Rare case of Leptospirosis meningitis transmitted by pet mouse
Dr Anne Christine Nordholm at Department of Infectious Diseases, Copenhagen University Hospital Rigshospitalet, Copenhagen, Denmark and colleagues have reported a rare Rare case of Leptospirosis meningitis transmitted by pet mouse. The case has appeared in the Journal of Medical Case Reports.
Leptospirosis is a re-emerging zoonosis with a worldwide distribution and a wide range of clinical manifestations. Leptospirosis is caused by Leptospira species, a group of spirochete bacteria with 29 described serogroups and more than 200 different Leptospira serovars. The incidence in Europe has recently been reported to be 0.13 per 100,000 inhabitants. The instant case of leptospirosis meningitis has been reported in a previously healthy woman infected by her pet mouse.
A 27-year-old Caucasian woman with pet mice presented to our institute with a 1-week history of fever, headache, myalgia, vomiting, diarrhoea, and dark urine. Her admission examination revealed neck stiffness, conjunctivitis, and icteric sclera. Her liver enzymes, bilirubin, white blood cell count, and C-reactive protein were elevated. Her cerebrospinal fluid showed an elevated white blood cell count. Polymerase chain reactions using her cerebrospinal fluid, blood, and urine showed negative results for leptospirosis, but the result of her microagglutination test was positive for Leptospira interrogans serovar sejroe with a more than threefold increase in paired sera. The patient was treated with ceftriaxone for 1 week, and her condition steadily improved.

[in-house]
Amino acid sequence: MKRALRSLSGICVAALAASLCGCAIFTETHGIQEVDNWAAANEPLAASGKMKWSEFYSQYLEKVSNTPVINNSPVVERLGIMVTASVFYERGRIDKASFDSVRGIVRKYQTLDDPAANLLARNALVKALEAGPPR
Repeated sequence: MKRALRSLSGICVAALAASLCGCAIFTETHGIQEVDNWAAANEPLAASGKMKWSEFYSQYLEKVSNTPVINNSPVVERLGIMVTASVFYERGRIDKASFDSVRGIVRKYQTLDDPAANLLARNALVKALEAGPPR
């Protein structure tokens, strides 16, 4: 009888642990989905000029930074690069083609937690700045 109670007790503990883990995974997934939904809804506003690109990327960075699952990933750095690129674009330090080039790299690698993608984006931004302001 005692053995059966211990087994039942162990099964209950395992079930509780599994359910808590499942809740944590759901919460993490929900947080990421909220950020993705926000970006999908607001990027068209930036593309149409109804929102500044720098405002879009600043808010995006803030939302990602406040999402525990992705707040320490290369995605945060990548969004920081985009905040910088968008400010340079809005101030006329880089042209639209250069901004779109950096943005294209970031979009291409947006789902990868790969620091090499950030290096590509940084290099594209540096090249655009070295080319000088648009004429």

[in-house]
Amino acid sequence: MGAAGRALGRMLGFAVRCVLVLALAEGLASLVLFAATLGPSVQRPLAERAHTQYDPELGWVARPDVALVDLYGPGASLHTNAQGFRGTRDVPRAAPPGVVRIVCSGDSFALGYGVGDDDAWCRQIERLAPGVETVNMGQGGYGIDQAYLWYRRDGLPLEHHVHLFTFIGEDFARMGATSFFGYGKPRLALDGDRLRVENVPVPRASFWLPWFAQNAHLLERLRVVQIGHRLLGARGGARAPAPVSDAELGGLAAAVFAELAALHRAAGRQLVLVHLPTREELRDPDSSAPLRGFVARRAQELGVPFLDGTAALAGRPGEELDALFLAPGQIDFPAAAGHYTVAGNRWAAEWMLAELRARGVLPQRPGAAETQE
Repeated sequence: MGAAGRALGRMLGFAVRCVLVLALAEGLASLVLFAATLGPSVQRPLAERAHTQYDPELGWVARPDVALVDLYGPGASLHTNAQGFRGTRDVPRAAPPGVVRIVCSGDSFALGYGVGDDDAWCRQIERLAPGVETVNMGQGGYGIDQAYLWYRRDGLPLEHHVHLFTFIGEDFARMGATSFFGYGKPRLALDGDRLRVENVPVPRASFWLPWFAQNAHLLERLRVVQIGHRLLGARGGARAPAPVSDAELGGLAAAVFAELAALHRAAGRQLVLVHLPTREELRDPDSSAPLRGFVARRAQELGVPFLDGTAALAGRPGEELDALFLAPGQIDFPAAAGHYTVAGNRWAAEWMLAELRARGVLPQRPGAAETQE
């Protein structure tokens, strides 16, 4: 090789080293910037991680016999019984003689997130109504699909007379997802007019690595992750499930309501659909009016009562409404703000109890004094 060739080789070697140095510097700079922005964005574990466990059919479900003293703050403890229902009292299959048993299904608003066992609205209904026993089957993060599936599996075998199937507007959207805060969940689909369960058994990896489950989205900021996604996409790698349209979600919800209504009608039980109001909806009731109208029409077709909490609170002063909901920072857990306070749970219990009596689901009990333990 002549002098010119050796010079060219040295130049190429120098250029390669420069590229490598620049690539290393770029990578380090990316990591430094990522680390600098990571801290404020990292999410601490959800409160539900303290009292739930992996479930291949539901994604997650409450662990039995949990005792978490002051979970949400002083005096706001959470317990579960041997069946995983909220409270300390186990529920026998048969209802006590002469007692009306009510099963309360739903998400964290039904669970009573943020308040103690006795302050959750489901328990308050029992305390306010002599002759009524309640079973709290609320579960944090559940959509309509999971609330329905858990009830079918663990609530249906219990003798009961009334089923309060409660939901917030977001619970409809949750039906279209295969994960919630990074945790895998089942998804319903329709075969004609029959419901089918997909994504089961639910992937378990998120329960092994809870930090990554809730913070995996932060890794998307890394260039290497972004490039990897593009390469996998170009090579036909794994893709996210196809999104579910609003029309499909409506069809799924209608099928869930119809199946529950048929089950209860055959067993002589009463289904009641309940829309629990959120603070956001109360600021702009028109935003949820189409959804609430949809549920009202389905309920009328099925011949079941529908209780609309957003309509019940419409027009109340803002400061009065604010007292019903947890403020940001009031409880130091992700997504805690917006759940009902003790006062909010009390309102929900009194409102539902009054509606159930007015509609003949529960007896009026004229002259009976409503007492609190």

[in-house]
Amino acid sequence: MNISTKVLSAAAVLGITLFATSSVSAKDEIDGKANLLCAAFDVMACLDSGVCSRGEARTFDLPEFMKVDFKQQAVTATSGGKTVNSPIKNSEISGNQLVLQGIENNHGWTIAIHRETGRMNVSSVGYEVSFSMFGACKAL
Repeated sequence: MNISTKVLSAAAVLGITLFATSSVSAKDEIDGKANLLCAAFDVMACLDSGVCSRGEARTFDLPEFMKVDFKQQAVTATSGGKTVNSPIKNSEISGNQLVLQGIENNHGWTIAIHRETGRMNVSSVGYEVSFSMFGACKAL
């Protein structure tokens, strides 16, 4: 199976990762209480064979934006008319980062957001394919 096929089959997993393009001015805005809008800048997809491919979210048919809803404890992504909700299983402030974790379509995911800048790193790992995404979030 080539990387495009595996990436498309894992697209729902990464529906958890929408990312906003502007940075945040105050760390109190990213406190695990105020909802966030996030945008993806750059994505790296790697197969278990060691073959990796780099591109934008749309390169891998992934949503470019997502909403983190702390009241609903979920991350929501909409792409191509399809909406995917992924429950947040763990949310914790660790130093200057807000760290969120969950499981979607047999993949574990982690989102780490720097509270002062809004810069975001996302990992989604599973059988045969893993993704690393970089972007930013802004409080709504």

Leptospirosis has a wide range of disease manifestations and may mimic many other infectious diseases, which could potentially lead to misdiagnoses or doctor’s delay. This case report underlines that pet rodents may be sources of leptospirosis. Our findings emphasize that leptospirosis meningitis should be considered in patients with meningeal symptoms who have pet rodents. Obtaining a thorough medical history is essential, including information on animal exposure as well as establishing a timeline of the patient’s symptoms in order to use the proper diagnostics at the right time.
For further reference log on to: Journal of Medical Case Reports